The BBB includes a revision to new section 163(n) included in draft legislation released by the House Ways and Means Committee in September 2021. By way of background, new section 163(n) broadly would limit the deduction of interest expense of certain U.S. corporate taxpayer members of an international financial reporting group relative to their proportionate share of the group’s earnings before interest, tax, depreciation and amortization.
The BBB clarifies that taxpayers subject to interest expense disallowance rules under both section 163(j) and section 163(n) can deduct the lesser of the two limitations in a taxable year and can carry forward interest expense disallowed as interest (and in the case of section 163(j)) business interest in subsequent taxable years which a change from the aforementioned draft legislation calling for a more limited five-year carryforward. These provisions are be effective for taxable years beginning after Dec. 31, 2022.
Revised proposed BEAT modifications
The base-erosion and anti-abuse tax (BEAT) rate is amended under the BBB to 10% in taxable years beginning after Dec. 31, 2021, and before Jan. 1, 2023. The rate increases to: (1) 12.5% in taxable years beginning after Dec. 31, 2022, and before Jan. 1, 2024; (2) 15% in any taxable year beginning after Dec. 31, 2023, and before Jan. 1, 2025; and (3) 18% in any taxable year beginning after Dec. 31, 2024. This is in contrast to the maximum BEAT tax rate of 15% in the draft legislation issued by the House Ways and Means committee in September 2021.
The BBB also provides that taxpayers subject to the BEAT regime would remain within scope of the rules for the next 10 succeeding taxable years after becoming subject to BEAT. The provisions are to be effective for taxable years beginning after Dec. 31, 2021 (potentially two years prior to the roughly analogous OECD base erosion and profit shifting (BEPS) provisions).
Prospective reinstatement of prohibition of downward attribution from foreign entities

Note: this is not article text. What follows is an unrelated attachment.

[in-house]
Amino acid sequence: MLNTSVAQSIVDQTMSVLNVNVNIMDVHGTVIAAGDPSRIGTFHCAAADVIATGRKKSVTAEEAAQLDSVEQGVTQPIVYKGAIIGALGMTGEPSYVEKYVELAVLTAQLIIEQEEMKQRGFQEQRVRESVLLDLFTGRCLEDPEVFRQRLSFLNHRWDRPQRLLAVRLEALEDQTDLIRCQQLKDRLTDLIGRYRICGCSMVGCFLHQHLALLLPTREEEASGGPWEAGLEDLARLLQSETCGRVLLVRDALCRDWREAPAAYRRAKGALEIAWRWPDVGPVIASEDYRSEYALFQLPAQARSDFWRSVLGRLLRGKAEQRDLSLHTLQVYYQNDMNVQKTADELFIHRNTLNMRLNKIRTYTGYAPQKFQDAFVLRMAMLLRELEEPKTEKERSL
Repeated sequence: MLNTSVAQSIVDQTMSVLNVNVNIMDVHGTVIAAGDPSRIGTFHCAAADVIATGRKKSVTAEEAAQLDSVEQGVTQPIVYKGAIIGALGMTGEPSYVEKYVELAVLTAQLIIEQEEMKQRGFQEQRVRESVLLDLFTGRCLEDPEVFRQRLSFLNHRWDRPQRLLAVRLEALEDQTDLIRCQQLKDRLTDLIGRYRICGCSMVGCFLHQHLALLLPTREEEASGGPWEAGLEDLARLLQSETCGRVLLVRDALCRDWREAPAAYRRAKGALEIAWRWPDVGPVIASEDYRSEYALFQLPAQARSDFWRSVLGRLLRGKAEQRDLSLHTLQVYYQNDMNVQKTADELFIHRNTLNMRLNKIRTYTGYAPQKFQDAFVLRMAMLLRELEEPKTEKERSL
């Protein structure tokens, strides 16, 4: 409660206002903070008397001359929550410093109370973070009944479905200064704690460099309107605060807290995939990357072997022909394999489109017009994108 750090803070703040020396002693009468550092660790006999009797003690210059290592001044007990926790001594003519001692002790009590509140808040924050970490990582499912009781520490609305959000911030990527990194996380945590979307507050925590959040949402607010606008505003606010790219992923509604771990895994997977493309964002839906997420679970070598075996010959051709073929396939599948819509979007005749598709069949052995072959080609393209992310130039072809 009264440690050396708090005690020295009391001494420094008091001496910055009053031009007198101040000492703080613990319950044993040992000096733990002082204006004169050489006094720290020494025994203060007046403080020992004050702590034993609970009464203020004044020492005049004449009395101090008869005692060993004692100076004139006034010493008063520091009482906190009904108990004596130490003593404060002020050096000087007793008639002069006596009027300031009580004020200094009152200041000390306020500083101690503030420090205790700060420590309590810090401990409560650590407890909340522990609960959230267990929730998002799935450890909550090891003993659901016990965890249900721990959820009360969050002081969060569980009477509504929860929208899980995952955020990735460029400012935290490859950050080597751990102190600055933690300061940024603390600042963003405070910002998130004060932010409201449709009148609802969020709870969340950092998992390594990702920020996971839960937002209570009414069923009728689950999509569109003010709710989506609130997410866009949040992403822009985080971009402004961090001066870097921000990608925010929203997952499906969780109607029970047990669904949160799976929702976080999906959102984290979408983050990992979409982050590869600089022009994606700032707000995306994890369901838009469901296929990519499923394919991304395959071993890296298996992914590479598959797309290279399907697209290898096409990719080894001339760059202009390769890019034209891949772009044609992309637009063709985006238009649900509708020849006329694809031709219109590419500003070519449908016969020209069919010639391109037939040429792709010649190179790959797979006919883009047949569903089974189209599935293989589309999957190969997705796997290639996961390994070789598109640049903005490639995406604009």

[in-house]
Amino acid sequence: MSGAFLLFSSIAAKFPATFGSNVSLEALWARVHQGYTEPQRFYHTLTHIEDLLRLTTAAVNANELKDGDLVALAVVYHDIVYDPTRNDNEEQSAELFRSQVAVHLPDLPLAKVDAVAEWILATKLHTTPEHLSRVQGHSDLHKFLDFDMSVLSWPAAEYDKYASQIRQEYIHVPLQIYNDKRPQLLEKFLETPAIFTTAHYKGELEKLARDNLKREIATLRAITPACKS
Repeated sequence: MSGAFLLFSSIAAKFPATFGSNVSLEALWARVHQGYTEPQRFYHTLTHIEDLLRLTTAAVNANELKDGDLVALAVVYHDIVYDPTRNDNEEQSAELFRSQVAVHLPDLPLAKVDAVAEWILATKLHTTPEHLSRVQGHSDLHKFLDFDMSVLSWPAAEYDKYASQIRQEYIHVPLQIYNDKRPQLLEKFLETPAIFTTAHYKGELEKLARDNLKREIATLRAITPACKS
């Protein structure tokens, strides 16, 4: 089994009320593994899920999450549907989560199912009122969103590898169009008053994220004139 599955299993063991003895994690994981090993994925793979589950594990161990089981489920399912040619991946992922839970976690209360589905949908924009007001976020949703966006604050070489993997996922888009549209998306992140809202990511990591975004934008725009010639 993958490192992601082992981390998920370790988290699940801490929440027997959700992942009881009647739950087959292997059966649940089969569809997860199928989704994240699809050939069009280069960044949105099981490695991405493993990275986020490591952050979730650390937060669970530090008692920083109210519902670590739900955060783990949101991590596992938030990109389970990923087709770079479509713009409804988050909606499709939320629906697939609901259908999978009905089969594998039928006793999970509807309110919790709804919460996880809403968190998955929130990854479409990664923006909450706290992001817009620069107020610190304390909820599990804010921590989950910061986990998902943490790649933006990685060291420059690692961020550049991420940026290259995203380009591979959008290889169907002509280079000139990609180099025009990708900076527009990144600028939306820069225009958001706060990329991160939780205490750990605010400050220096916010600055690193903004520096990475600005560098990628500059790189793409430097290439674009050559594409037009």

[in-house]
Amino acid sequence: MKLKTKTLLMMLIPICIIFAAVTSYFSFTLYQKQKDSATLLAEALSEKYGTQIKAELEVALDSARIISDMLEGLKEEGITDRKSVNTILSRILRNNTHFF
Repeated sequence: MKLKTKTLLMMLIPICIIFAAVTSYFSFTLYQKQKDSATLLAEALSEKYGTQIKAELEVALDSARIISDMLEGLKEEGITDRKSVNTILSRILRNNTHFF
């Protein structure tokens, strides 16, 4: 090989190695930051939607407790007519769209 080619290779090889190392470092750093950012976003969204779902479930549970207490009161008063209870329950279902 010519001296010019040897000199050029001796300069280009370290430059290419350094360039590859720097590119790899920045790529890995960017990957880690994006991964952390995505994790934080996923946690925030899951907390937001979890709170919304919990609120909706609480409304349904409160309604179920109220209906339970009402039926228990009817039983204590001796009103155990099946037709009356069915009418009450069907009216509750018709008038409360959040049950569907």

The draft BBB legislation released by the House Ways and Means Committee in September would have reinstated the prohibition on downward attribution to determine CFC status retroactively to Jan. 1, 2018, and enacted new section 951B to subject certain foreign controlled U.S. shareholders of foreign CFCs to Subpart F and GILTI (with some exceptions). The BBB makes these changes effective prospectively.
Revised effective date for repeal of one-month deferral of taxable year of CFCs
The effective date for the repeal of the one-month deferral of fiscal year-end CFCs’ taxable years under section 898(c)(2) is taxable years beginning after Nov. 30, 2022. Additionally, a transition rule has been added to the BBB that appears to allocate foreign taxes that accrue in the first required taxable year between such taxable year and the prior taxable year as well as provide for the deemed consent of the Internal Revenue Service for the change to the first required taxable year.
Limitation on foreign base company sales and services income
The BBB provides for conforming amendments to proposed changes to the current Subpart F rules relating to foreign base company sales income and foreign base company services income directing that the relevant situs of a CFC for purposes of determining which sales or services implicate these Subpart F rules is the country where the CFC is tax resident (as opposed to the country under which laws the CFC is created or organized). These amendments apply to taxable years of foreign corporations beginning after Dec. 31, 2021, and to taxable years of U.S. shareholders in which or with which such taxable years of foreign corporations end.
We encourage you to reach out to your Baker Tilly advisor regarding how any of the above may impact your situation.